Ice Safety Tips

Tis the season for that age old question - "Is the ice safe yet?"  The correct answer is "No, ice is NEVER safe".  Even if the ice is a foot thick in one area on a lake, it can be one inch thick just a few yards away.  It's impossible to judge the strength of ice by its appearance, thickness, daily temperature, or snow cover alone.  Ice strength is actually dependent on all four factors, plus water depth under the ice, the size of the body of water, water chemistry, currents and distribution of the load on the ice. Here are a few guidelines to help lessen your chances for an icy dip - or worse.

  • Wait to walk out on the ice until there is at least four inches of clear, solid ice.  Thinner ice will support one person, but since ice thickness can vary considerable, especially at the beginning and end of the season, four inches will provide a margin of safety.  Some factors that can change ice thickness include flocks of waterfowl and schools of fish. By congregating in a small area, fish can cause warmer water from the bottom up towards the surface, weakening or in some cases opening large holes in the ice.
  • Go out with a buddy and keep a good distance apart as you walk out.  If one of you goes in, the other can call for help (it's amazing how many people carry cellular phones these days).  The companion can also attempt a rescue if one of you are carrying rope or other survival gear.
  • Snowmobiles and ATVs need at least five inches and cars and light trucks need at least 8 - 12 inches of good clear ice.
  • Contact a local resort or bait shop for information about known thin ice areas.
  • Wear a life jacket.  Life vests or float coats provide excellent flotation and protection from hypothermia (loss of body temperature).  Never wear a life jacket if you are traveling in an enclosed vehicle.  It could hamper your escape in case you break through the ice.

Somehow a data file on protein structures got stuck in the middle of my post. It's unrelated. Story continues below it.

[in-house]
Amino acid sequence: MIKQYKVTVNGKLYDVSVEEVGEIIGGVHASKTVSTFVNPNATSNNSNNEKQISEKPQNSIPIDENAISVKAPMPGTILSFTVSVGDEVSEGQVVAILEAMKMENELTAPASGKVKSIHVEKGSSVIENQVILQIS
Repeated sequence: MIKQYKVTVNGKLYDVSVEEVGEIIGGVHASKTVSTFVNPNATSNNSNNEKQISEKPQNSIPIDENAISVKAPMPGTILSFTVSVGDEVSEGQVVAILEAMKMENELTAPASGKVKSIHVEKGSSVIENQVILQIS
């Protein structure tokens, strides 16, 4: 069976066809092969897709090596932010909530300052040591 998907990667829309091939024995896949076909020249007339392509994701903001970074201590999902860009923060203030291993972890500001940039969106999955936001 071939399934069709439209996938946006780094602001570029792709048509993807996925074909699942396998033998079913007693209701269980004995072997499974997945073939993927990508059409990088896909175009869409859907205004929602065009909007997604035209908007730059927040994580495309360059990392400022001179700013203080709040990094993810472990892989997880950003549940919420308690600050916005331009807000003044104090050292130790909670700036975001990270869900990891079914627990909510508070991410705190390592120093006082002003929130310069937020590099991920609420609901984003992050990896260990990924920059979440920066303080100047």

• Carry a pair of homemade ice picks or even a pair of screwdrivers tied together with a few yards of strong cord that can be used to pull yourself up and onto the ice if you do fall in.  Be sure they have wooden handles so if you drop them in the struggle to get out of the water, they won't go straight to the bottom.
  • Avoid driving on the ice whenever possible.  Traveling in a vehicle, especially early or late in the season is simply "an accident waiting to happen".
  • Be prepared to bail out in a hurry if you find it necessary to use a car. Unbuckle your seatbelt and have a plan of action if you do break through.  Some safety experts recommend driving with the window rolled down and the doors ajar for an easy escape.  Move your car frequently.  Parking in one place for a long period of time weakens the ice.  Don't park near cracks and watch out for pressure ridges or ice heaves.
  • Don't drive across ice at night or when it is snowing.  Reduced visibility increases your chances for driving into an open or weak ice area.
  • Check at the access point for signs that indicate an aeration system is in operation on the lake.  Aerators keep areas of water open to provide oxygen for fish.  The ice can be weakened many yards beyond where the ice is actually open.  Stay well outside areas indicated with thin ice signs.
  • Above all, avoid alcoholic beverages.  Beer and booze increase your chances for hypothermia and increases the likelihood that you will make a stupid mistake that will cost you or a companion their life.

Having taken all of these precautions, you're now going to try your luck at fishing.  Walking out on the ice, you hear a crack and break through.  Suddenly you find yourself immersed up to your neck in water so cold it takes your breath away.  If you think that's no big deal, try holding your hands in a bucket of ice water for more than a couple of minutes.  If you can do it without extreme pain, you are tougher than the average person.  Try not to panic.  Of course that's easier said than done, but if you decide on a plan before you actually fall in, your chances for surviving are greatly improved.

For information on ice conditions contact:

Otter Street Fishing Club - 233-6101

Jerry's Tavern - 231-7380

Fox River Bait & Tackle - 233-7409

Captain's Cove - 582-4757

Wendt's on the Lake - 688-5231

Payne's Point Bar - 725-9303

Waverly Beach - 733-9721